Google has tasked “tens of engineers” to building a virtual reality version of Android, the Wall Street Journal reported today.
This would be a software platform that anybody could use to build virtual reality apps.
This news comes after a week loaded with excitement for VR: HTC announced the very cool Vive VR system developed in conjunction with Valve Software, and fans descended upon Oculus’ booth at this week’s Game Developers Conference 2015 to get quick demos.
The WSJ report, which quotes unnamed sources at Google, holds that the search giant would look to emulate its successful Android distribution strategy of giving it away for free. As the Journal notes, this strategy has been less successful with smartwatches. Android Wear, Google’s operating sytsem for smartwatches, led to products from companies like Motorola and HTC launching to small fanfare and smaller sales.
The search giant has the Clay Bavor, the VP of Product Management who helped lead the Google Cardboard super-simple VR project, leading the project alongside Director of Engineering Jeremy Doig.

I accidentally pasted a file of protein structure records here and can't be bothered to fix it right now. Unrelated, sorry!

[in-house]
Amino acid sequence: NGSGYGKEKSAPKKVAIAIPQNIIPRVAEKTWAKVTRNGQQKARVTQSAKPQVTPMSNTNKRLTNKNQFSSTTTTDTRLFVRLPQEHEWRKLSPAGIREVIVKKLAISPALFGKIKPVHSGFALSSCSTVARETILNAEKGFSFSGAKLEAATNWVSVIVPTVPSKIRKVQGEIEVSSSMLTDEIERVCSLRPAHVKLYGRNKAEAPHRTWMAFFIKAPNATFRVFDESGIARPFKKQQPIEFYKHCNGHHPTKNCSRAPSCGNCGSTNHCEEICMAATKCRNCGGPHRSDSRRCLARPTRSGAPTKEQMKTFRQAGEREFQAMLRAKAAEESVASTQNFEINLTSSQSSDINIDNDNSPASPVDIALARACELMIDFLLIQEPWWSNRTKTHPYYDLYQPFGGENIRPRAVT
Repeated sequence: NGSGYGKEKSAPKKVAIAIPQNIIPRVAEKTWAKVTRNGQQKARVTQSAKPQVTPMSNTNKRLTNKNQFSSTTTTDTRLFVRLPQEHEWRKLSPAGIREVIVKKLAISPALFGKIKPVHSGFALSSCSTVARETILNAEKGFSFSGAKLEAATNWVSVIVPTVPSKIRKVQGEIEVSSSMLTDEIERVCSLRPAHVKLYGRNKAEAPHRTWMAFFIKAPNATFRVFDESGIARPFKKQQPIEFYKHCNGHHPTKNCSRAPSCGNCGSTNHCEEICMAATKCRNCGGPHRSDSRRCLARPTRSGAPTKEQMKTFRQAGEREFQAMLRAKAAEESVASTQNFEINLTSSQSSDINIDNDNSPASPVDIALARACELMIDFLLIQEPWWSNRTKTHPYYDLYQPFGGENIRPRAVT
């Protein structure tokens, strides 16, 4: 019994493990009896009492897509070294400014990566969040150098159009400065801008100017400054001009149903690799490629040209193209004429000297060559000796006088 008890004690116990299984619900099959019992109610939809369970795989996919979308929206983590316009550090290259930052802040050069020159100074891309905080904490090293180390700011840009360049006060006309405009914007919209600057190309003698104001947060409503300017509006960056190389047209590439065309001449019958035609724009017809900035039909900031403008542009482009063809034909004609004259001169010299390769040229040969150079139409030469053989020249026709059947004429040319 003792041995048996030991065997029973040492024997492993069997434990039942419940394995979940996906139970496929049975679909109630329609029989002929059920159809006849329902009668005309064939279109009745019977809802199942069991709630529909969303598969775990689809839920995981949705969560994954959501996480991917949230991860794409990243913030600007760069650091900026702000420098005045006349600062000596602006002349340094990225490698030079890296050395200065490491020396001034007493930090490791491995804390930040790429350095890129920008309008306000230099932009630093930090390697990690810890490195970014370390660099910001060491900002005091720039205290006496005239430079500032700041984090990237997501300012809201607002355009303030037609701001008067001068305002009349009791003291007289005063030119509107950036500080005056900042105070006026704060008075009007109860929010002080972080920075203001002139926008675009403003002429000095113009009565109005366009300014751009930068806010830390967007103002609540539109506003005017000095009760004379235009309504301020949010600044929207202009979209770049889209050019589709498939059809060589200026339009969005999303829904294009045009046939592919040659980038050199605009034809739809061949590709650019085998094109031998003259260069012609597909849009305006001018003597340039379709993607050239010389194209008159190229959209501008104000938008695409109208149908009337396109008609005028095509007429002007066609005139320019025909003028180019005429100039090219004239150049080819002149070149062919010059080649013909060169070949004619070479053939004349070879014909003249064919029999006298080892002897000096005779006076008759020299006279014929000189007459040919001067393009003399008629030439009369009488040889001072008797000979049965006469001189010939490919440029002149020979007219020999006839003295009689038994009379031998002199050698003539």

It’s important to remember that virtual reality is, as of right now, a nonexistent market. Not a single consumer VR product is available to the mass market — only developer kits. Nobody’s really discussed final pricing schemes, app compatibilities, release dates, or anything: Everybody wants to get the hardware right first.
But consider that Oculus is owned by Facebook, and the fact that the Oculus-powered Samsung Gear VR currently only works with Samsung smartphones. Consider also that Sony’s Project Morpheus VR headset is PlayStation-centric, and that Microsoft’s HoloLens is considered a Windows 10 device.
It’s certainly possible that we’re heading for VR platform wars, as developers are caught in the middle as the VR headset manufacturers seek to secure their own position. In that light, Google trying to release an alternative VR operating system guaranteed to be open for anybody to make their own might just make sense, presenting a safe haven for those who just want to build and sell apps without having to worry about a segmented marketplace.
Also remember that Google led funding in virtual reality startup Magic Leap last year.
Or maybe it’s just a prototype that will never see the light of day. Who knows?